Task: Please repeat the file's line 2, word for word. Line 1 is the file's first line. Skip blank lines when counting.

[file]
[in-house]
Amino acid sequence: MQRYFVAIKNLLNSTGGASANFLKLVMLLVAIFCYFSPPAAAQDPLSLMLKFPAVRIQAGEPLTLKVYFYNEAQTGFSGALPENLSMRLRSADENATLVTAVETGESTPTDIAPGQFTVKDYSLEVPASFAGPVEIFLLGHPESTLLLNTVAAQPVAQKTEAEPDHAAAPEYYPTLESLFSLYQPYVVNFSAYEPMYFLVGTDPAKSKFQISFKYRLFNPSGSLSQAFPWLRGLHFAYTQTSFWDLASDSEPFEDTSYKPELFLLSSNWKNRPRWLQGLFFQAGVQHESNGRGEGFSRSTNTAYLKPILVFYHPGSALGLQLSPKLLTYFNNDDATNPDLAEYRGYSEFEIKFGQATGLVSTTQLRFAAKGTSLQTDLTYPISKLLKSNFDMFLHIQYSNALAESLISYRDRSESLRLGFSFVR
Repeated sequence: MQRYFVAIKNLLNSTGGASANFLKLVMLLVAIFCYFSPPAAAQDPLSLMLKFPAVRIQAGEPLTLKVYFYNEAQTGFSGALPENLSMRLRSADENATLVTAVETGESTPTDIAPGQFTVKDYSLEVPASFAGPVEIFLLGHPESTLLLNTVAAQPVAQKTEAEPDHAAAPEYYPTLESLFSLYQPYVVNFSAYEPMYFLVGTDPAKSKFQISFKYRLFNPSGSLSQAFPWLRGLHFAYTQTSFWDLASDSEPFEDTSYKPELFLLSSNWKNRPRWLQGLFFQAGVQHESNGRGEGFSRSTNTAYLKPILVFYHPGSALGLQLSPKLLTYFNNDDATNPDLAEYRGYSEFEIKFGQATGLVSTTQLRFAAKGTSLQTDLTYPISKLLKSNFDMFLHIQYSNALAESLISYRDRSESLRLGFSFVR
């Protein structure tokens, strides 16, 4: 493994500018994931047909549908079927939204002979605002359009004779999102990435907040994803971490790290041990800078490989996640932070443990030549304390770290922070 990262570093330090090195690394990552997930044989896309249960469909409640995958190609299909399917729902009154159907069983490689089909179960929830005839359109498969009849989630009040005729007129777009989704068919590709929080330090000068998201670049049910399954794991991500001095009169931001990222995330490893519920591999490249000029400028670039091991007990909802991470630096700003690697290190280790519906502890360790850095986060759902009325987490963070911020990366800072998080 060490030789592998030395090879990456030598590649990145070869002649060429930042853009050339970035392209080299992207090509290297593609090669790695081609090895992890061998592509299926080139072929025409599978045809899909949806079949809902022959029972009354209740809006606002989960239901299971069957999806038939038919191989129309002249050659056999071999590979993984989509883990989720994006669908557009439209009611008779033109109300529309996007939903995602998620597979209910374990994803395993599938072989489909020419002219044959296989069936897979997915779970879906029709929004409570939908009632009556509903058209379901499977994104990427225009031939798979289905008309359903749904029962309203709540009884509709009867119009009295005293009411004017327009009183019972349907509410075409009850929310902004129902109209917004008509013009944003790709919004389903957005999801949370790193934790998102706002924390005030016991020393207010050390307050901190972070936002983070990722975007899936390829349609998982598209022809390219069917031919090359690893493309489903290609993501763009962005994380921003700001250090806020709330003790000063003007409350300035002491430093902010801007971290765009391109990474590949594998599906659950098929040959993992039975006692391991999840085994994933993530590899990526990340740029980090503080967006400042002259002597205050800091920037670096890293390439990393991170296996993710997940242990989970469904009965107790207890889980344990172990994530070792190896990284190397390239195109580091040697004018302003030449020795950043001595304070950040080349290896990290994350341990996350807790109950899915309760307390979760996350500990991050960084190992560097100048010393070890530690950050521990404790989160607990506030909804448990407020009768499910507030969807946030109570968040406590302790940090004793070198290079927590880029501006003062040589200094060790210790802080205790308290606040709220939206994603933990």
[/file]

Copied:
Amino acid sequence: MQRYFVAIKNLLNSTGGASANFLKLVMLLVAIFCYFSPPAAAQDPLSLMLKFPAVRIQAGEPLTLKVYFYNEAQTGFSGALPENLSMRLRSADENATLVTAVETGESTPTDIAPGQFTVKDYSLEVPASFAGPVEIFLLGHPESTLLLNTVAAQPVAQKTEAEPDHAAAPEYYPTLESLFSLYQPYVVNFSAYEPMYFLVGTDPAKSKFQISFKYRLFNPSGSLSQAFPWLRGLHFAYTQTSFWDLASDSEPFEDTSYKPELFLLSSNWKNRPRWLQGLFFQAGVQHESNGRGEGFSRSTNTAYLKPILVFYHPGSALGLQLSPKLLTYFNNDDATNPDLAEYRGYSEFEIKFGQATGLVSTTQLRFAAKGTSLQTDLTYPISKLLKSNFDMFLHIQYSNALAESLISYRDRSESLRLGFSFVR